The two signal peptides had significantly different effects on the secretory production of recombinant proteins in E. coli. As shown in Table 1, the OmpA signal peptide led to significantly higher yields of recombinant enzyme, compared with the native signal peptide. Codon optimization analysis, using OPTIMIZER, an online application for improving expression levels, indicated that the codon adaptation index (CAI) based on codon usage of predicted highly expressed genes of the N-terminus of the native Bacillus signal peptide, was only 0.537 (1.0 is the highest) (Puigbo et al. 2007). Therefore one explanation for the higher expression yield could be because the codon of the homologous OmpA sequence located at the 5′ end of the gene is more compatible with the E. coli translation machinery, especially at the initiation of translation step. Further study by codon optimization of native Csn signal peptide to mimic the codon usage of E. coli will be necessary to test if this could help improve expression levels without compromising the fidelity of signal peptide cleavage. If successful, this may have broader commercial applications in the future.
It is interesting to note that the ptac promoter was leaky (de Boer et al. 1983), resulting in low protein expression in the absence of induction with IPTG. At this low expression level, both signal peptides had 80 % secretion efficiency. It is possible that the secretion machinery was not fully occupied and still able to process the secretion of both signal peptides (Driessen et al. 2001). However, when IPTG was used to induce protein over-expression, secretion mediated by the native Bacillus signal peptide, which was less compatible with the E. coli translocase complex, became the rate-limiting step for secretory production much earlier than when OmpA was used (de Keyzer et al. 2003). Another possibility is that the signal peptides used different secretion pathways (Muller et al. 2001). Recently, it was shown that a short peptide could serve as a signal peptide and guide heterologous cellulose proteins across both the inner and outer membranes of E. coli (Gao et al. 2015). Taken together these results suggest that when the N-terminal sequence of a protein is not critical, the OmpA signal peptide is preferred for the secretion of recombinant proteins in E. coli-based systems.
Our results indicated that in an E. coli expression system, the E. coli OmpA signal peptide was more efficient than the native Bacillus signal peptide, for both expression and secretion of Bacillus Csn; however, cleavage of the signal peptide was not precise. Moreover, our results also indicated that the secretion machinery of Gram-negative E. coli could be used to correctly process the signal sequence and efficiently direct the secretion of extracellular hydrolytic enzymes from Gram-positive bacteria, despite significant differences between the cell walls of Gram-positive and Gram-negative bacteria. These results can be used for the engineering of other recombinant proteins for secretory production in E. coli.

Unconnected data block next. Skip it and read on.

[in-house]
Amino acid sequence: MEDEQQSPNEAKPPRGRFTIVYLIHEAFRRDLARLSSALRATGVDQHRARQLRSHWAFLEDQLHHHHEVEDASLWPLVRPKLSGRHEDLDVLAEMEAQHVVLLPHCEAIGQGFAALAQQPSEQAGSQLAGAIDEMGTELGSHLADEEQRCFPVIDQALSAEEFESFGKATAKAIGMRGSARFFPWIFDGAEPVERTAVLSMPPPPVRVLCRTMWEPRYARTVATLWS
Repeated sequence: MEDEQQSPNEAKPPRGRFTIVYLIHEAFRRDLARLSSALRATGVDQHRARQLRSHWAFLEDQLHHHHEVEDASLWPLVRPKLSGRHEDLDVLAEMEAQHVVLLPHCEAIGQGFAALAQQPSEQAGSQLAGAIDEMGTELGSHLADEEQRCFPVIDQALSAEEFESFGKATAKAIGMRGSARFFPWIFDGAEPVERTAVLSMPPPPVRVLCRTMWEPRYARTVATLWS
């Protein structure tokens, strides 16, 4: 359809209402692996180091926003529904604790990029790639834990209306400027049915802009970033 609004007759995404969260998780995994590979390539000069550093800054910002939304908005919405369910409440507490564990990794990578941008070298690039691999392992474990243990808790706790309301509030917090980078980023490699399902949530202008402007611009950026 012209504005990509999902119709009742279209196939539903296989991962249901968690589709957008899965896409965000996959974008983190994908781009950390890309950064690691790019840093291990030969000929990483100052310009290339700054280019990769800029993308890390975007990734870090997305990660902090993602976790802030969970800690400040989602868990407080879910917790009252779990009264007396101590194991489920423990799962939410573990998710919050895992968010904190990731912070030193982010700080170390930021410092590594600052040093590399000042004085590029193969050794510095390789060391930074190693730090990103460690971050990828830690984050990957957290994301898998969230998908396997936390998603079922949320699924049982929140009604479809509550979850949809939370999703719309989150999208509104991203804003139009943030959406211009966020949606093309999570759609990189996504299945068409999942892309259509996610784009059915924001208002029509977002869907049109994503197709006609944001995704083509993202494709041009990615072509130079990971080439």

Bacterial strains and plasmids
Bacillus subtilis strain 168 (ATCC23857) was obtained from the American Type Culture Collection. The bacteria were grown on NA agar at 30 °C. E. coli DH5α (Life Technologies, USA) and TOP10 (Invitrogen, USA) were used as a cloning and expression host, respectively. The plasmid pMY202, which was used for cloning and expression of the B. subtilis chitosanase gene, was modified from pFLAG-CTS (Sigma, USA) by replacing the multiple cloning sites (MCS) between HindIII and SalI of the pFLAG-CTS in a way that the SalI was destroyed after ligation (Yamabhai et al. 2011). The map of pMY202 can be found in Additional file 7: S1.
Low molecular weight Csn [product number 448869 (75–85 % DDA)] was purchased from Sigma-Aldrich and soluble chitosan (10 mg/mL) was prepared by dissolving 10 g of chitosan in 400 mL of distilled water and 90 mL of 1 M acetic acid. The Csn solution was adjusted to pH 5.5 with 1 M sodium acetate to a final volume of 1 L with distilled water.
The genes encoding Csn from B. subtilis 168 containing the native signal peptide (Nat-Csn) or the mature enzyme fused with the E. coli OmpA signal peptide (OmpA-Csn) were cloned by PCR-based methods into the pMY202 vector (Additional file 7: S1), according to a previously published protocol (Songsiriritthigul et al. 2010). The primers were designed from the published database of the DNA sequence of the Csn gene of B. subtilis 168 (NCBI accession number: NC_000964 REGION: complement (2747984..2748817). The primers, B.subCsnNdeIFw: 5′ CTG TGC CAT ATG AAA ATC AGT ATG CAA AAA GCA GAT TTT TGG 3′ and B.subCsnBamHIRv: 5′ GCA CAG GGA TCC TTT GAT TAC AAA ATT ACC GTA CTC GTT TGA AC 3′ were used for PCR amplification of the B. subtilis Csn gene containing the native signal peptide (Nat-Csn). The PCR products were cut with NdeI and BglII and cloned into NdeI and BglII sites on the pMY202 plasmid. For the construction of the recombinant chitosanase gene, of which the native signal peptide was replaced with the E. coli OmpA signal peptide (OmpA-Csn), primers B.subCsnOmpAHindIIIFw: 5′ CTGTGCAAG CTT CGG CGG GAC TGA ATA AAG ATC AAA AGC3′ and B.subCsnBamHIRv: 5′ GCA CAG GGA TCC TTT GAT TAC AAA ATT ACC GTA CTC GTT TGA AC 3′ were used in the PCR reaction. The PCR products were cut with HindIII and BamHI and ligated into a pMY202 vector that had been digested with the same enzymes. The recombinant constructs of B. subtilis Csn containing either the native or the OmpA signal peptide were designated Nat-Csn/pMY202 and OmpA-Csn/pMY202, respectively. The integrity of the constructs was confirmed by automated DNA sequencing (Macrogen, Korea).